Pitocin: How Does It Work And What Does It Do?

Everything you need to know about Pitocin, the common birth drug.

Pitocin is a synthetic version of oxytocin, a hormone naturally produced by the body that controls key aspects of reproduction, most notably childbirth and lactation. Men have oxytocin too, and it’s frequently referred to as the love hormone as it’s also released during cuddling, sexual pleasure, and social bonding.

What is Pitocin?

Doctors use Pitocin to induce labor, or to jump-start a stalled labor. “The best-case scenario is natural labor, but that’s not always reality,” says Dr. Daniel Roshan, a board-certified high-risk maternal-fetal medicine OBGYN and the founder of Rosh Maternal & Fetal Medicine. “The last time I checked, the statistic was 40- to 50-percent of women deliver with the help of Pitocin.”

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Pitocin is administered through an IV, and Dr. Roshan says it was such a game-changer when first discovered that doctors called it Vitamin P. “Prior to Pitocin, doctors would ask patients to stimulate their nipples to try and generate oxytocin to get the contractions going,” he says. “Other than that, there was nothing that could be done.”

Long, drawn-out labor, the kind that lasts days, is not only frustrating for everyone involved, it’s also dangerous for the baby and the mother. Dr. Roshan cites blood clots in the mother’s legs (which can lead to pulmonary embolism), due to being sedentary for so long, and infection as the biggest risks. And in many cases, Pitocin makes the difference between a vaginal delivery and a cesarean section. Vincent du Vigneaud, the American biochemist who first synthesized oxytocin, won the Nobel Prize in Chemistry in 1955 for his work.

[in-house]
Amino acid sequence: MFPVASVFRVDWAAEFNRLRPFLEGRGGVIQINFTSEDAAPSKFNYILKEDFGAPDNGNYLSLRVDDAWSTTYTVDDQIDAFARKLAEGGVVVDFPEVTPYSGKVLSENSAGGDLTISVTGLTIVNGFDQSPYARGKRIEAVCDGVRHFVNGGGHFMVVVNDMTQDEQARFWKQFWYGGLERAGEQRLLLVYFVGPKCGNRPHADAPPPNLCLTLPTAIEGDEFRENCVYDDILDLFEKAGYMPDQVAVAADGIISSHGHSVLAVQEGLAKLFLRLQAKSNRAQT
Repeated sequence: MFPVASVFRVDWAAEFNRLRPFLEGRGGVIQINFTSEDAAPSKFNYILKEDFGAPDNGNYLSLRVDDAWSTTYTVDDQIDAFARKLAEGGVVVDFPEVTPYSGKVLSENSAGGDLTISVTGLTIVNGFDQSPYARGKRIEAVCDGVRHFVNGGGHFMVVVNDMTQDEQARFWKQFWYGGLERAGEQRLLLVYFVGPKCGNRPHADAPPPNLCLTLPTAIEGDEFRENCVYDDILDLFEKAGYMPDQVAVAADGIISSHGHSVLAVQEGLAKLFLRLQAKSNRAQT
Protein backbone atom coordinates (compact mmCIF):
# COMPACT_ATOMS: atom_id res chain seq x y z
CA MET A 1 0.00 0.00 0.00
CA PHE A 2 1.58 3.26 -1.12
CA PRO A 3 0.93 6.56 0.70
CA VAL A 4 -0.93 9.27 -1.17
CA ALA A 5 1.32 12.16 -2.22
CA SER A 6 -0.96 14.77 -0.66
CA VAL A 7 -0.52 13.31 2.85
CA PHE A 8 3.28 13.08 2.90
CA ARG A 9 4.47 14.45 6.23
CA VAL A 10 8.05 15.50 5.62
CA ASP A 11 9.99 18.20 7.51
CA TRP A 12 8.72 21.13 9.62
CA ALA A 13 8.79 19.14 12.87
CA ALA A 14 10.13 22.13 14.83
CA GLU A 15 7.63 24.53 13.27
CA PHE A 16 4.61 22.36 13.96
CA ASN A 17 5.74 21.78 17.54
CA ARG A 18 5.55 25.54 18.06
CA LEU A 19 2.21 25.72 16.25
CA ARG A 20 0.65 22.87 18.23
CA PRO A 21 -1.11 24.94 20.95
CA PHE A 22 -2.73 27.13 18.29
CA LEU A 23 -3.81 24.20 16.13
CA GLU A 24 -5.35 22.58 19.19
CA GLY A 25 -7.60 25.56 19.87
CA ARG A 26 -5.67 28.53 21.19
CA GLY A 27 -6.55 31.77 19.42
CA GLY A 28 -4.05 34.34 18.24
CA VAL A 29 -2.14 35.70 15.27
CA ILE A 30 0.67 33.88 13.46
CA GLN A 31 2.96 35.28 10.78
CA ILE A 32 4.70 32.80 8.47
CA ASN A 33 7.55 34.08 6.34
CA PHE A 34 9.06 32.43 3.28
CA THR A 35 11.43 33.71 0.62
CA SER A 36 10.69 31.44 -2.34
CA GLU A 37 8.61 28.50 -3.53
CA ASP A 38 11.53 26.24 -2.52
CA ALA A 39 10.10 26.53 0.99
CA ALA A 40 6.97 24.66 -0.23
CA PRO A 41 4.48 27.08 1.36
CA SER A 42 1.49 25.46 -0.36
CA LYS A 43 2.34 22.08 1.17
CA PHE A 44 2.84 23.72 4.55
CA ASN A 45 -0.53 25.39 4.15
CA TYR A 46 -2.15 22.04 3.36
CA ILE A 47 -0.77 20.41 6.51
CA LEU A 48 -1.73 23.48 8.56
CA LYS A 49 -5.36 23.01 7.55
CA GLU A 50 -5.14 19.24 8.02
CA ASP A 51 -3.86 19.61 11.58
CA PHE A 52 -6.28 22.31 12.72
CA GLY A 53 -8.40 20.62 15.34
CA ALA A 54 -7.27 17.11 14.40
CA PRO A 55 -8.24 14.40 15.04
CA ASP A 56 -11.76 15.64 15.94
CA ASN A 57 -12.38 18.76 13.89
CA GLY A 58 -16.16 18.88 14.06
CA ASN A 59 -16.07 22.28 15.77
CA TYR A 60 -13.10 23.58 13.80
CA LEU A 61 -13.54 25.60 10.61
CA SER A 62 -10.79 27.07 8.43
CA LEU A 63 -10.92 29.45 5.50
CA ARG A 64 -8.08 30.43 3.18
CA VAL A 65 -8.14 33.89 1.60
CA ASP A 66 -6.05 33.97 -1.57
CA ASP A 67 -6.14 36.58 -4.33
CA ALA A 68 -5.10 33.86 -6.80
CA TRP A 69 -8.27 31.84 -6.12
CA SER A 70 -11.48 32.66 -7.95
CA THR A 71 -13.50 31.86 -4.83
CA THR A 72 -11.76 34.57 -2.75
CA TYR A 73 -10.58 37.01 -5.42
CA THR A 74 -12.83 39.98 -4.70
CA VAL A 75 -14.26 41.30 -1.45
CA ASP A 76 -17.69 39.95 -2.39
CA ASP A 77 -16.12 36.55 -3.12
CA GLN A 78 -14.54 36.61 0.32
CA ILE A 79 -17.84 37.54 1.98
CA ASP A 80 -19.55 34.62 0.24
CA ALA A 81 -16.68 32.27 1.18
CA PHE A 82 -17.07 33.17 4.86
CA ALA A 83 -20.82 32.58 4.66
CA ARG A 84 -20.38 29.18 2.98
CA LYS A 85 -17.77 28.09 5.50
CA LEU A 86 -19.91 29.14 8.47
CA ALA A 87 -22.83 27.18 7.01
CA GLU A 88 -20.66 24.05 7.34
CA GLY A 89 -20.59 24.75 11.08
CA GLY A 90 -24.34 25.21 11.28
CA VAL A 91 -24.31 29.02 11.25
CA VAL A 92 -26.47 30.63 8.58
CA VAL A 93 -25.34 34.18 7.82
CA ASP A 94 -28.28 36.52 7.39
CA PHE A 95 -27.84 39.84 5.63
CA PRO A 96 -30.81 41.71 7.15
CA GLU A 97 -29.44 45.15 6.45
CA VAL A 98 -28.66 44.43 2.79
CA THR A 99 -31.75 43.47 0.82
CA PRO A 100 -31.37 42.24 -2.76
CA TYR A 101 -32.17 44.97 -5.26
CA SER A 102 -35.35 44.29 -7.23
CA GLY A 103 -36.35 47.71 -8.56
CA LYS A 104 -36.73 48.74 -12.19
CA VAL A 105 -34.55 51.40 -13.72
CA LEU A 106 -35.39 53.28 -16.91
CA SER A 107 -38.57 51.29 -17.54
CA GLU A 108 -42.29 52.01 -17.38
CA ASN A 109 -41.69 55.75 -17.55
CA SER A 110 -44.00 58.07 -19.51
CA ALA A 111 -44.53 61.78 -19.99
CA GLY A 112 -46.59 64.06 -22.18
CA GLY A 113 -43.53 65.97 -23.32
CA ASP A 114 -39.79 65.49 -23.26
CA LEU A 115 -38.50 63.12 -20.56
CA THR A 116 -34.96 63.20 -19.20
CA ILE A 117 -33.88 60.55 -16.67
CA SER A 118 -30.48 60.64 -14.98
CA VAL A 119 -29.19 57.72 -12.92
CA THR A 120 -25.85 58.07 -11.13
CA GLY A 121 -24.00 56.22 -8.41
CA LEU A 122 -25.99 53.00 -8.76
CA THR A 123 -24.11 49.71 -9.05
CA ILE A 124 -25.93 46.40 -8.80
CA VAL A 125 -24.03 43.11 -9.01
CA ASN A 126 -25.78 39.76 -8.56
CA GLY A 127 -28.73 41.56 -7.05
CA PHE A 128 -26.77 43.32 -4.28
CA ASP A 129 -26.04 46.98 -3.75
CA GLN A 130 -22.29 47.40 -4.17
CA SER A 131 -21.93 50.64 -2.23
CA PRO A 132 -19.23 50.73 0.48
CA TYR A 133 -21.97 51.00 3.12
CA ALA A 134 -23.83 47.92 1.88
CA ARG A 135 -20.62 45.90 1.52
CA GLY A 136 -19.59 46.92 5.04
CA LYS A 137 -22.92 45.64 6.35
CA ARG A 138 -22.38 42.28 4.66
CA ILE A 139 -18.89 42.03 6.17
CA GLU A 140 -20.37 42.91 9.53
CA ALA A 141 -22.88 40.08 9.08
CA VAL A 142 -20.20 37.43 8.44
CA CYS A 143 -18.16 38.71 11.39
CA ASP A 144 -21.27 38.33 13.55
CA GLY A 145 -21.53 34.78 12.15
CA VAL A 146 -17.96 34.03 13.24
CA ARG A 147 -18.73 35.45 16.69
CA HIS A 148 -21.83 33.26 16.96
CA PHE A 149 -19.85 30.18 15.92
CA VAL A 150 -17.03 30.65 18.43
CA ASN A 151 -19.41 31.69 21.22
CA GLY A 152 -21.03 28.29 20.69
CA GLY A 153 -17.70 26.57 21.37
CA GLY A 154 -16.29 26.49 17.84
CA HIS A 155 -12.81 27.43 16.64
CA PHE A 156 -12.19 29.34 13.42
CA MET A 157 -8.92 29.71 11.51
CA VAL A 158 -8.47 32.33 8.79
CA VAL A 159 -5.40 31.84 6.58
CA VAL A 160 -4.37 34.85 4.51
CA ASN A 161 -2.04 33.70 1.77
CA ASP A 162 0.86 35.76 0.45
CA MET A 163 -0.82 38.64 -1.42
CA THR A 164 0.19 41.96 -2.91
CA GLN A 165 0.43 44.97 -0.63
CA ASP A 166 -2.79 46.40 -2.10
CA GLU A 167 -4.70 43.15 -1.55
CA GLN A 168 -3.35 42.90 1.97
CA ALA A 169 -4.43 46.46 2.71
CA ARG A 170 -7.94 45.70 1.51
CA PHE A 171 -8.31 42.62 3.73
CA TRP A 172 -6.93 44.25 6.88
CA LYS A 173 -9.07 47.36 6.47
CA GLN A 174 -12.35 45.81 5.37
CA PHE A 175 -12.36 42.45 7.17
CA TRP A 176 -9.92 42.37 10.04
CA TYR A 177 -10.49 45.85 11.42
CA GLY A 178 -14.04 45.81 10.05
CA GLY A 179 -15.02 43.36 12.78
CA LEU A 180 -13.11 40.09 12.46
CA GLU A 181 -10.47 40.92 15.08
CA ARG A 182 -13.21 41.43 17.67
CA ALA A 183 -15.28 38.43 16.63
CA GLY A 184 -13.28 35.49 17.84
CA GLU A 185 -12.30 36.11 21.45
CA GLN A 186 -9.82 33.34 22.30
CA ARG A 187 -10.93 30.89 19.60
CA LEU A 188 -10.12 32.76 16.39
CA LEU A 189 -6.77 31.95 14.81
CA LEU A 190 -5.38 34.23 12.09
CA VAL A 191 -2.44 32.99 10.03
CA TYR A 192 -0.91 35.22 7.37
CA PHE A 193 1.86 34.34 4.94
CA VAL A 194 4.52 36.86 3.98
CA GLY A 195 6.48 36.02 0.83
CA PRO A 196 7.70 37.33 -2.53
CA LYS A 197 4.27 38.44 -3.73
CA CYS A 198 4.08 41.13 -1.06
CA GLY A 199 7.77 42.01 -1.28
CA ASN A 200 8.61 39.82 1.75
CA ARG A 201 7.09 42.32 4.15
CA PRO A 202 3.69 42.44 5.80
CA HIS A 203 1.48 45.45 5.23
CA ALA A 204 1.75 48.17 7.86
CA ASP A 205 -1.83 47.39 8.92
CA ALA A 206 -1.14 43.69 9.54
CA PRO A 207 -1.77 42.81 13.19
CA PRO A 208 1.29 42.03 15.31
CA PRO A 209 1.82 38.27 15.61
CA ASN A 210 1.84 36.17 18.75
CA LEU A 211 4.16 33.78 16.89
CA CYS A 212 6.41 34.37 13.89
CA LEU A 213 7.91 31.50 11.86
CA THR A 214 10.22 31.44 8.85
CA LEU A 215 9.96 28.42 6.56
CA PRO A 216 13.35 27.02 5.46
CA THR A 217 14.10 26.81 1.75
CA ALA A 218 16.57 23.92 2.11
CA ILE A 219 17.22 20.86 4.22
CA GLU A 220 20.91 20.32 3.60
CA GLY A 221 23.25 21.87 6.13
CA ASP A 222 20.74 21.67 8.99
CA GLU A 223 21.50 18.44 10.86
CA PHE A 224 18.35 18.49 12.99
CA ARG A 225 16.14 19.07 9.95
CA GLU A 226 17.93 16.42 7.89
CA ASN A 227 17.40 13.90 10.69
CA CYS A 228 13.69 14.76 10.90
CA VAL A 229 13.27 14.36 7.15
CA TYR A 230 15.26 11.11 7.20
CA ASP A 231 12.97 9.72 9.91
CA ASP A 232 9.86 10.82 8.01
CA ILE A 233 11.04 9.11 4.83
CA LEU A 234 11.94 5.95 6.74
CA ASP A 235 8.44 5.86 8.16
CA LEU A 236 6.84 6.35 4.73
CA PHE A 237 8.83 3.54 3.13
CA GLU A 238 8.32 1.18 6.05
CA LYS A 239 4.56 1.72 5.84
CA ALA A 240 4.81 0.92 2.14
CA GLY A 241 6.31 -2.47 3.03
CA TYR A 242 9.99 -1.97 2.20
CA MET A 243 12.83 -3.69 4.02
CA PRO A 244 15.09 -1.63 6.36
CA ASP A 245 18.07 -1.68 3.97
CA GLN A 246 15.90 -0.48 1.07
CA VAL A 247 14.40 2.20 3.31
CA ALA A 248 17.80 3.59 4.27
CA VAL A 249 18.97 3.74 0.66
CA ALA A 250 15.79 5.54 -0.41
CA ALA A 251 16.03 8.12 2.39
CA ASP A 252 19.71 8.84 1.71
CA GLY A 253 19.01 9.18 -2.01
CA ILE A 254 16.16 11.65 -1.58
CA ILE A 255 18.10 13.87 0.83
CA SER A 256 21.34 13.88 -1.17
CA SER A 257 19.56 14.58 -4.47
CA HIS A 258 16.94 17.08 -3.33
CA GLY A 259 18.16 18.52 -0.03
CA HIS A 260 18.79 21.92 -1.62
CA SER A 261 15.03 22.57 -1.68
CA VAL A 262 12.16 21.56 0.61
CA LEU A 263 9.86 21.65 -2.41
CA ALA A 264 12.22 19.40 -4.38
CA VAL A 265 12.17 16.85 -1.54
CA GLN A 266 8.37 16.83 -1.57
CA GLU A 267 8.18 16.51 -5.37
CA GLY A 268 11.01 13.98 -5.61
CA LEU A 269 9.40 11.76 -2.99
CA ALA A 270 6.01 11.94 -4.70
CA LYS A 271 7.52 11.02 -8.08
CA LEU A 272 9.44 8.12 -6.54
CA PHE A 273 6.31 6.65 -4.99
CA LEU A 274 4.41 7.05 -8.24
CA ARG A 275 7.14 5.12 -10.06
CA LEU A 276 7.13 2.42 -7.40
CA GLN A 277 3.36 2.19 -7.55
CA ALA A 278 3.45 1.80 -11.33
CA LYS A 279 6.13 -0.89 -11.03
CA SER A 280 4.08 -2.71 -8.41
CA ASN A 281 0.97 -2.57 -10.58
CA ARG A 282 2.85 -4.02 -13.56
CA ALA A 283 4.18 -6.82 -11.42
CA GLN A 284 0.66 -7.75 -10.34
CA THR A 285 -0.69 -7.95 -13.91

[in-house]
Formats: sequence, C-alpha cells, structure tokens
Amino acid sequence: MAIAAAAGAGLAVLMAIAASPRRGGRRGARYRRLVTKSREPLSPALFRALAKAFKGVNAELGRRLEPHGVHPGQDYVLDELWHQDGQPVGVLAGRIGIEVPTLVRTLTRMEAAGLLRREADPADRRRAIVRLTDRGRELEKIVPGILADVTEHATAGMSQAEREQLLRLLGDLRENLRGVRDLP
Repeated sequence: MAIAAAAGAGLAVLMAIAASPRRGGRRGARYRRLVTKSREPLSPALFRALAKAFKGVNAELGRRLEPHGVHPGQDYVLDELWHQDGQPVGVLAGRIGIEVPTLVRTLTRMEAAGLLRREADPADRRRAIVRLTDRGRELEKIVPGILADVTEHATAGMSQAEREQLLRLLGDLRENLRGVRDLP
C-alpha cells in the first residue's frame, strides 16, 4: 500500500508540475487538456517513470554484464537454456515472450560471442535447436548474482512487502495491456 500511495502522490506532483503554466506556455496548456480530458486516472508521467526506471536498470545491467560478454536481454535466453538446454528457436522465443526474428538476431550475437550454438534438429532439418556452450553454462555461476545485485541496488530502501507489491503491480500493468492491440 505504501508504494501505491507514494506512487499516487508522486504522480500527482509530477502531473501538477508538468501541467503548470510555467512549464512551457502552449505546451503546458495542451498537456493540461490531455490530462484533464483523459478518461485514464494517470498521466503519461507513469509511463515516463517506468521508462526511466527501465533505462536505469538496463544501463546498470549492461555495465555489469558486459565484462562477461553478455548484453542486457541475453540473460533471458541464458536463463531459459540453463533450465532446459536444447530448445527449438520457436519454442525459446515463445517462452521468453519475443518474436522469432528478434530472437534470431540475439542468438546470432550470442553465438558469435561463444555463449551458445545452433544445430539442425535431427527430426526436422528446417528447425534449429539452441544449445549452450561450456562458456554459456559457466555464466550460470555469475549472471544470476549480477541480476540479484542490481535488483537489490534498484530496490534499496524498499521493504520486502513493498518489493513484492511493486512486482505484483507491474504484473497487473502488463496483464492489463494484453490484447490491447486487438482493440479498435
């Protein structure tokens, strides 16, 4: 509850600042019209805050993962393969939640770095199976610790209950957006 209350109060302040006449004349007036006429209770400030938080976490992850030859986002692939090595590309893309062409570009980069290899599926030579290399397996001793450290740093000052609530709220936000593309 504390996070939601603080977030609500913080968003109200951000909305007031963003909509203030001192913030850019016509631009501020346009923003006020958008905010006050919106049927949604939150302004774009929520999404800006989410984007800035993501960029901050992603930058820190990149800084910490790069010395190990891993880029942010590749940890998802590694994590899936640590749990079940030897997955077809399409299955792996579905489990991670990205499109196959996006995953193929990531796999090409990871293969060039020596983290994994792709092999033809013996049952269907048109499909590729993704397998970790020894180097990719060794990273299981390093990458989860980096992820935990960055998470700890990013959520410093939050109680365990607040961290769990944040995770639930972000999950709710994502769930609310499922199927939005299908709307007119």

ALSO: The Real Cost of Giving Birth in the U.S. 

Pitocin’s Side Effects

Dr. Roshan says negative side effects of Pitocin are extremely rare, as it’s a naturally occurring hormone that the mother’s body is expecting during delivery. The biggest problem with Vitamin P in the beginning was user error — doctors and nurses administering too much, creating contractions that came too fast and too hard, causing discomfort for the mother and potential fetal distress for the baby. Today’s standard is to mimic natural contractions, starting slowly with two milliunits, and gradually increasing. The nurse will then titrate the dosage as needed throughout the labor.

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Pitocin is so safe in fact, that many hospitals, including Dr. Roshan’s in New York City, administer it as a matter of routine immediately following birth to help with the delivery of the placenta. Because the hormone makes the uterus contract, it speeds the afterbirth too. “It’s been incredibly helpful at decreasing blood loss following birth,” says Dr. Roshan.

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